Report: “Harnessing the Tax Code to Promote College Affordability: Options for Reform”
Author: Joe Valenti, director of asset building; David A. Bergeron, vice president for postsecondary education; and Elizabeth Baylor, associate director of postsecondary education, all at the Center for American Progress
Organization: Center for American Progress
Summary: The federal government provides billions of dollars in tax breaks to help make college more affordable, but many of the deductions and credits favor middle- and upper-income families who are already able to save for college. In a report released on Wednesday, the Center for American Progress proposes several changes that would more carefully target the tax-code benefits. The report also endorses a proposal by Rep. Dave Camp, the Michigan Republican who is chairman of the U.S. House of Representatives’ Ways and Means Committee. Mr. Camp has suggested imposing a 1-percent excise tax on college-endowment earnings if the endowment’s assets exceed $100,000 per student.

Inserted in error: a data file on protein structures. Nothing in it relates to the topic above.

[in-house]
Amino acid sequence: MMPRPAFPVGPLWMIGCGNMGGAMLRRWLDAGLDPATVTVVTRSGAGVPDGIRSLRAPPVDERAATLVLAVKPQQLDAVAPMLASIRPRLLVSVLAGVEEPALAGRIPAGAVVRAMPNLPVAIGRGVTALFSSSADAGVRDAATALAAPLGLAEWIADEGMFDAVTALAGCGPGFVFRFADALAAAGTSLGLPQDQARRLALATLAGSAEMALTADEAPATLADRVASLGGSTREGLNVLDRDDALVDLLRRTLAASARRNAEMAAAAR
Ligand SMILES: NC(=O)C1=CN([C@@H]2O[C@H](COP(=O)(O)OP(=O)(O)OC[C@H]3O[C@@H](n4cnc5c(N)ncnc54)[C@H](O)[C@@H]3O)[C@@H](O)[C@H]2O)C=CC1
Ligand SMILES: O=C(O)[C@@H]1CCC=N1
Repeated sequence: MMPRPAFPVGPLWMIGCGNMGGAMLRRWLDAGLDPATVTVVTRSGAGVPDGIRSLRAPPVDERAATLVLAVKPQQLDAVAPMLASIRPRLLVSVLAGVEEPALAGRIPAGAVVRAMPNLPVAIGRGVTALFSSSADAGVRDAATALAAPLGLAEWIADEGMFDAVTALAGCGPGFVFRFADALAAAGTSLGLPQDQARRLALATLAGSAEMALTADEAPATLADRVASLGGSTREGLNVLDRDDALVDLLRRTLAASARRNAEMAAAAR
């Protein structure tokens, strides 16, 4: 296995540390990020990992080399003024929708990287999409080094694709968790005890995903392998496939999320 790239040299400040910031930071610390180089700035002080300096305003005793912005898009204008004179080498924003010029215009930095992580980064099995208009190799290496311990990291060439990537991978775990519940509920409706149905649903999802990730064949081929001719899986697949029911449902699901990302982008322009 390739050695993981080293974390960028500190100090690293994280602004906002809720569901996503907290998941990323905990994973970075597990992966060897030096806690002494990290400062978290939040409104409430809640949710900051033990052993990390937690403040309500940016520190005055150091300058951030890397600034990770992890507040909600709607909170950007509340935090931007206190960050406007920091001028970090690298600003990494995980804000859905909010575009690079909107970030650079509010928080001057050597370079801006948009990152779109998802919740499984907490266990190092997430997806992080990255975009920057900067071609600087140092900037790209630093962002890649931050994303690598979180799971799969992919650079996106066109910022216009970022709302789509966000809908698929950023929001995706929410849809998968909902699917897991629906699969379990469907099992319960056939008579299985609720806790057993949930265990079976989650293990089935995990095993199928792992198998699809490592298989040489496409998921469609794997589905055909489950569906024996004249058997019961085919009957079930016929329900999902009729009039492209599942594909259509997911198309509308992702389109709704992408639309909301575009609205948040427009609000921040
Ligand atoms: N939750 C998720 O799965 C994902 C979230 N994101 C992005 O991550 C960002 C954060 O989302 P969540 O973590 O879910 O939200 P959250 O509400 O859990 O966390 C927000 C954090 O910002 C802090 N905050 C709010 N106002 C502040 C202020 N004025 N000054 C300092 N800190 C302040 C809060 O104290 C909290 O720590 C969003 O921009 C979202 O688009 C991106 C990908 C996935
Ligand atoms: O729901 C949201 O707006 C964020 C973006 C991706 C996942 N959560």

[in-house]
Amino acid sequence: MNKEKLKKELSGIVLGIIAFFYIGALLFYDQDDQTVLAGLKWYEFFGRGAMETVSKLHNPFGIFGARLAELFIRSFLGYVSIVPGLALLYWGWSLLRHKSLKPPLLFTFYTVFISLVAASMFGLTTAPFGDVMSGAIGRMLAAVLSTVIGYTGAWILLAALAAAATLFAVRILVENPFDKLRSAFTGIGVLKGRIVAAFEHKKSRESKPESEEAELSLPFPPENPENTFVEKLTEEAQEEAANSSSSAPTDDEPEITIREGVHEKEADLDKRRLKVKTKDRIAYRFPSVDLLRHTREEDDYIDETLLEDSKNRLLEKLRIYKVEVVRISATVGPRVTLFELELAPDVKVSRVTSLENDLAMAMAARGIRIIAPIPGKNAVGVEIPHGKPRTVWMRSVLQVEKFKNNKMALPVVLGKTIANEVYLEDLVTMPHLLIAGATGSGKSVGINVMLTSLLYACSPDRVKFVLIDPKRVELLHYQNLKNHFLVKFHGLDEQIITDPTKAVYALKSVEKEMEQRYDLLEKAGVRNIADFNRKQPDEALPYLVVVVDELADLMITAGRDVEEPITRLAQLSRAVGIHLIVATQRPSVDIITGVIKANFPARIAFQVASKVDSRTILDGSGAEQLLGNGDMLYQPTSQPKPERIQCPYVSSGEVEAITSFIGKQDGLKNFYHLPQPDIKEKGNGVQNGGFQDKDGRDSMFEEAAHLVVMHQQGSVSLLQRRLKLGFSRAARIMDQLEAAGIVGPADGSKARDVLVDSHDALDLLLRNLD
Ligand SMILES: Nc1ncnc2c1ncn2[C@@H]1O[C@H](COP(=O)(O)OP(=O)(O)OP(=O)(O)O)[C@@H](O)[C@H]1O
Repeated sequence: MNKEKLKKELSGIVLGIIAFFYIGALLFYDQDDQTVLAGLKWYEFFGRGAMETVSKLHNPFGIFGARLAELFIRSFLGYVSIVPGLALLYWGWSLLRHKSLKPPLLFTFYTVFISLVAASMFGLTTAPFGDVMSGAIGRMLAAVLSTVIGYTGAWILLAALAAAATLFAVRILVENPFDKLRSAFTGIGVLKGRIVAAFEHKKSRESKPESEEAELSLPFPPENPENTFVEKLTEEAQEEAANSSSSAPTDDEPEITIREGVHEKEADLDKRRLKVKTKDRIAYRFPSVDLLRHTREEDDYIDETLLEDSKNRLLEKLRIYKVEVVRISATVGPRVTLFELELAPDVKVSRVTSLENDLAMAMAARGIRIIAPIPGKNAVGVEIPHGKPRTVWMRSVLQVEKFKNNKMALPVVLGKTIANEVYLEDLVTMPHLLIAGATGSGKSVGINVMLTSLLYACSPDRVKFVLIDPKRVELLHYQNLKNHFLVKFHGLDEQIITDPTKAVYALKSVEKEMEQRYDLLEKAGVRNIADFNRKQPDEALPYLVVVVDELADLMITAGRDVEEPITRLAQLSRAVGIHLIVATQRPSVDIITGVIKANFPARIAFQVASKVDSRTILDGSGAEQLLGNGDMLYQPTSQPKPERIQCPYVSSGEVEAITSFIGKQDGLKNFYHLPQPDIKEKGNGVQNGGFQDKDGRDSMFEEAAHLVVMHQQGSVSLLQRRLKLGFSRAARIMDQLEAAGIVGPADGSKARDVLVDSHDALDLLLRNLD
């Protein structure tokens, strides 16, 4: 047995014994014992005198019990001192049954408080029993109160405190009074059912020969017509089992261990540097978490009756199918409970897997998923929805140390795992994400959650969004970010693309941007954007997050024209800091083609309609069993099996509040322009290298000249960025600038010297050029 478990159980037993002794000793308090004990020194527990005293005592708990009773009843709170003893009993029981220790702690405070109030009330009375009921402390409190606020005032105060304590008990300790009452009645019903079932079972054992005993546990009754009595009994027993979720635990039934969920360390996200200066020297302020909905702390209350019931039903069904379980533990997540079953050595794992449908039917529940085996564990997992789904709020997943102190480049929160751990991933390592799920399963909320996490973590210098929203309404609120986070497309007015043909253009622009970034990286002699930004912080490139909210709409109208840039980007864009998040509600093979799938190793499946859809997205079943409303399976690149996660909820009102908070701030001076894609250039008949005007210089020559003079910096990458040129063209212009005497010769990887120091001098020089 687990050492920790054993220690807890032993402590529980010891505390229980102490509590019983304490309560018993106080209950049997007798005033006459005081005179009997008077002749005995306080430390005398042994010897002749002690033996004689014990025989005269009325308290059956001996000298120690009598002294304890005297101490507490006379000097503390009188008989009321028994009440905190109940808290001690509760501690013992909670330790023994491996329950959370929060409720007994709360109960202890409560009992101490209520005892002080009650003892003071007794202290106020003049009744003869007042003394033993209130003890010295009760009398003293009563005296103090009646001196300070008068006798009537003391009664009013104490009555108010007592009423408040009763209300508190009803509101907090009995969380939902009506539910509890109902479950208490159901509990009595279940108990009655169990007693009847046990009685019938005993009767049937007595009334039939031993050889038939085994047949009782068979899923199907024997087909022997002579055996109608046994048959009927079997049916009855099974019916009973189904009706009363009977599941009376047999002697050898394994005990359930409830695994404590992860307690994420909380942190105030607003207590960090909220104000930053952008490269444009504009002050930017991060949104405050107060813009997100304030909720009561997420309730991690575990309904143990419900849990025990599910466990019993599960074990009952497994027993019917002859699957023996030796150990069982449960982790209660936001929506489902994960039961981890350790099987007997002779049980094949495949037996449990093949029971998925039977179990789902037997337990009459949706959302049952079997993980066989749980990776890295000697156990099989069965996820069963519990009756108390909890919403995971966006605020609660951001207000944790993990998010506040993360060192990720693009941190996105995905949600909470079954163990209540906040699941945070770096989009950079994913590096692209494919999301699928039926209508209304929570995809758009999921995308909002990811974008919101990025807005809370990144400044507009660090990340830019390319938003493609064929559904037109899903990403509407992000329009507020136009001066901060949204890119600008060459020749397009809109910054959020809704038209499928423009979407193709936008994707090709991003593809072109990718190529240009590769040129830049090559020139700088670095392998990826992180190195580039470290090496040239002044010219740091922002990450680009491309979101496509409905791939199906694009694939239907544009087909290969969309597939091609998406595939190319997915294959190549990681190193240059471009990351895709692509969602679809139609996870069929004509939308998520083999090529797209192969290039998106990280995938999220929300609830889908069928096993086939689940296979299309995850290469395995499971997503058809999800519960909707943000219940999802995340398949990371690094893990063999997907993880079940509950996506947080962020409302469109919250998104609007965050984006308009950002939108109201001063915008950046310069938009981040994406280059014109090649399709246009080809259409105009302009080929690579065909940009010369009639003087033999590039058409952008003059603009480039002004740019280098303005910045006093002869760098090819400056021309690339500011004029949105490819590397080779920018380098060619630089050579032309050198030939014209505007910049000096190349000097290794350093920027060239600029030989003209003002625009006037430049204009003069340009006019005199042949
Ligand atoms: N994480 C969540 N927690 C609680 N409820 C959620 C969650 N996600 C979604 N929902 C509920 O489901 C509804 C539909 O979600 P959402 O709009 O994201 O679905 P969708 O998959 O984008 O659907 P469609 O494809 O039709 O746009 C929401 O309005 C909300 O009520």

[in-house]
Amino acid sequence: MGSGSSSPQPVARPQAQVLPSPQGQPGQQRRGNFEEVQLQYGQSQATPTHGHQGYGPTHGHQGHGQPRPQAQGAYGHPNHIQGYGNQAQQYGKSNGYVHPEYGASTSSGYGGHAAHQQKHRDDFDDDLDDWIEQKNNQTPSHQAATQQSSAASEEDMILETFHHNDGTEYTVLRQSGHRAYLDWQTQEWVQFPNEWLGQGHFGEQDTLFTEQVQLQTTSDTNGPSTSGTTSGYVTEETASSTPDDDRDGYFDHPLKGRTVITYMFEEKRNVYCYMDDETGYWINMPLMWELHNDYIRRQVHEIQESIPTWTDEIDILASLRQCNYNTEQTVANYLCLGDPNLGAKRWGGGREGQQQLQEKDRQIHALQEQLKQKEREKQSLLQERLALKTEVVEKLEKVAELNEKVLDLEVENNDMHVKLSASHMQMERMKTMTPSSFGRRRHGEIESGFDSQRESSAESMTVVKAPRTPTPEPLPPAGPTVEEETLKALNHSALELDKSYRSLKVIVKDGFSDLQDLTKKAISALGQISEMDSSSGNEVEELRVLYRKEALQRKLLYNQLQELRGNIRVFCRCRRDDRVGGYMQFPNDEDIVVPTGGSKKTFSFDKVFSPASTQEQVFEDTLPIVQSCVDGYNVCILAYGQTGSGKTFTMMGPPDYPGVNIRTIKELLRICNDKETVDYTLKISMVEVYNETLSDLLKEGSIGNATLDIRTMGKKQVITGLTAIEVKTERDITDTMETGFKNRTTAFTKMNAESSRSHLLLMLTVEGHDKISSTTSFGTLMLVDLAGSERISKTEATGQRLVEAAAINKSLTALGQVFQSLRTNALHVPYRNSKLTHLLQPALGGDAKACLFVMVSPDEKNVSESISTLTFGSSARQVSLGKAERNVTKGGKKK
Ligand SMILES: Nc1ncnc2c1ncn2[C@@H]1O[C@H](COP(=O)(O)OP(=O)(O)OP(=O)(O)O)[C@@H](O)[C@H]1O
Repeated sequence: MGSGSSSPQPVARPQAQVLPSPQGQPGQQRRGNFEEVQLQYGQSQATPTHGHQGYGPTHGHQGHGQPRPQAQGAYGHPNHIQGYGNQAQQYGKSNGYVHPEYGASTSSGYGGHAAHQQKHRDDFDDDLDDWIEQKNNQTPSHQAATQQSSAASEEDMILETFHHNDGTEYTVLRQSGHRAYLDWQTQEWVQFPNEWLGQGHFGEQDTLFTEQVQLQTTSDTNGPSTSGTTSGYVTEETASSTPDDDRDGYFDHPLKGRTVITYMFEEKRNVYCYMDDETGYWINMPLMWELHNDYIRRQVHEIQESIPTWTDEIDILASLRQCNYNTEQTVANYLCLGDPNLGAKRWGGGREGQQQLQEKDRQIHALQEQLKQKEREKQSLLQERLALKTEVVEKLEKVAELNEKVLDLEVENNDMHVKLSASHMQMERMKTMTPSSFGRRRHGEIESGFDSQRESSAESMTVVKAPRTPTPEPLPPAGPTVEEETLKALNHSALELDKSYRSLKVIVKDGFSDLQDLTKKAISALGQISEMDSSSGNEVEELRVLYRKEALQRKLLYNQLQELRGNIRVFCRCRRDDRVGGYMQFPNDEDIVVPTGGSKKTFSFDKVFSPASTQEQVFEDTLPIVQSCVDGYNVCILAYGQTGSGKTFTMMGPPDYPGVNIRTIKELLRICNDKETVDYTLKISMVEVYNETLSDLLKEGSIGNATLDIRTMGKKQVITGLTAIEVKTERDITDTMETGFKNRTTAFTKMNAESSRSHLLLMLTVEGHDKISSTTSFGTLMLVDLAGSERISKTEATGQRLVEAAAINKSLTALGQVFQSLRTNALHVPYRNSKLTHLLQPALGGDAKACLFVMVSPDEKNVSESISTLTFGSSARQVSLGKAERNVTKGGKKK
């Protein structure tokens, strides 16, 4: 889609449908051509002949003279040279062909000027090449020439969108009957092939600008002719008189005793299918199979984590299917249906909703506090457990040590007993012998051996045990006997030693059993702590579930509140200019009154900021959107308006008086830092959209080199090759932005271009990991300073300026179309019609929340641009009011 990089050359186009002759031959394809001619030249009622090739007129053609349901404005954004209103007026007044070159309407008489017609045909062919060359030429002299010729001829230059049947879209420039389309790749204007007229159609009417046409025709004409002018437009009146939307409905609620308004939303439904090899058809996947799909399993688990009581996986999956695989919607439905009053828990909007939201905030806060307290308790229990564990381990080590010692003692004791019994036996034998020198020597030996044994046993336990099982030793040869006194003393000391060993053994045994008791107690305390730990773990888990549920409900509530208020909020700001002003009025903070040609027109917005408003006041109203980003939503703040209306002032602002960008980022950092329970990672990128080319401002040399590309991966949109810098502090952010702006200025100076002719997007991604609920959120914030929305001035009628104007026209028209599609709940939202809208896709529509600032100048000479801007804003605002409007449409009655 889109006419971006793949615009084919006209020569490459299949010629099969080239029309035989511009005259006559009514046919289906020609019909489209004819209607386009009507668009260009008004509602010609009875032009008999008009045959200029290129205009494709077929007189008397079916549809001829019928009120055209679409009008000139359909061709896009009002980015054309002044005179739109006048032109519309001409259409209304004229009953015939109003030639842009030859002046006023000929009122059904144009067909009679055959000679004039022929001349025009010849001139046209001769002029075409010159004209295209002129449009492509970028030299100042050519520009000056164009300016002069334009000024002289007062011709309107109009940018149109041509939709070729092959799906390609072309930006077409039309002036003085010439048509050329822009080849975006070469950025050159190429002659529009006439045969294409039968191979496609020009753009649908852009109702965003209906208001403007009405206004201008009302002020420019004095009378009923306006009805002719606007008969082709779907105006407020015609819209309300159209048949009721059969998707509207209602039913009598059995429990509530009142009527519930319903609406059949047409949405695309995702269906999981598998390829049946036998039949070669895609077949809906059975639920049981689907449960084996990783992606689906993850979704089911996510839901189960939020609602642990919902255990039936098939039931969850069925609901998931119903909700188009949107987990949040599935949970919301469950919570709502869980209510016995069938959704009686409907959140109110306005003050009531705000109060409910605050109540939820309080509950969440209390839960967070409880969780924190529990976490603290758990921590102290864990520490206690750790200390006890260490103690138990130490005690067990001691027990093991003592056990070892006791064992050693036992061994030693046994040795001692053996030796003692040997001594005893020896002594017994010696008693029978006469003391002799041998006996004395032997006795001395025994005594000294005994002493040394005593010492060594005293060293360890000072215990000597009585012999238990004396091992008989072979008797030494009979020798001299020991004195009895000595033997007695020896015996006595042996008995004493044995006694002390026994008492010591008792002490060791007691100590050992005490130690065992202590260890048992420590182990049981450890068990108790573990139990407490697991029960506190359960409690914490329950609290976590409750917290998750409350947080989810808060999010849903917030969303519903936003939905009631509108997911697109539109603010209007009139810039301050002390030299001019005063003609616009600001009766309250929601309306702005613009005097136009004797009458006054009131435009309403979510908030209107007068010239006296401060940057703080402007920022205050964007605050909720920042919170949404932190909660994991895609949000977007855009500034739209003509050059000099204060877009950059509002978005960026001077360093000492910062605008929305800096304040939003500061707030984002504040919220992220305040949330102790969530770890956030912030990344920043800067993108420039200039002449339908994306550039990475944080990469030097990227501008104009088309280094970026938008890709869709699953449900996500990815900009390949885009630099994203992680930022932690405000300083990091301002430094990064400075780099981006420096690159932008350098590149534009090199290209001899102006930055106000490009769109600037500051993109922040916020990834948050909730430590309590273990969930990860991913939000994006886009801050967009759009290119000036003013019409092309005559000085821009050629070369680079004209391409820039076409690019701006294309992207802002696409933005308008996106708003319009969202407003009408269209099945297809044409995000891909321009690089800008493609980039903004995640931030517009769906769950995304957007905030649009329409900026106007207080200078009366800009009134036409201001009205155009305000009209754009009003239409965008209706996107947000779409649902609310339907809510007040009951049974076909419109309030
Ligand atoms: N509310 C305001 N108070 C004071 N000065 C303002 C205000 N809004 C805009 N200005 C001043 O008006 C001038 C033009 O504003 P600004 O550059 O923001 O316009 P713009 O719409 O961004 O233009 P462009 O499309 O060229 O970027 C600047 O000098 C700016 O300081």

- To encourage saving for college under a more-equitable tax system: Congress should establish an annual limit for contributions to 529 college-savings plans and cap the overall amount that builds up, tax free, in such plans at $200,000.
- To help families paying for college: The timing and amount of refunds available under the American Opportunity Tax Credit should be adjusted so that eligible middle- and and low-income families can better take advantage of it to cover college expenses when they are incurred.
- To help students manage their college debt: Convert the deduction on student-loan interest into a tax credit, which would benefit lower-income borrowers as well as those with higher incomes.
Bottom Line: The Center for American Progress says its proposals offer a fairer way for the government to provide tax breaks that encourage college savings and affordability.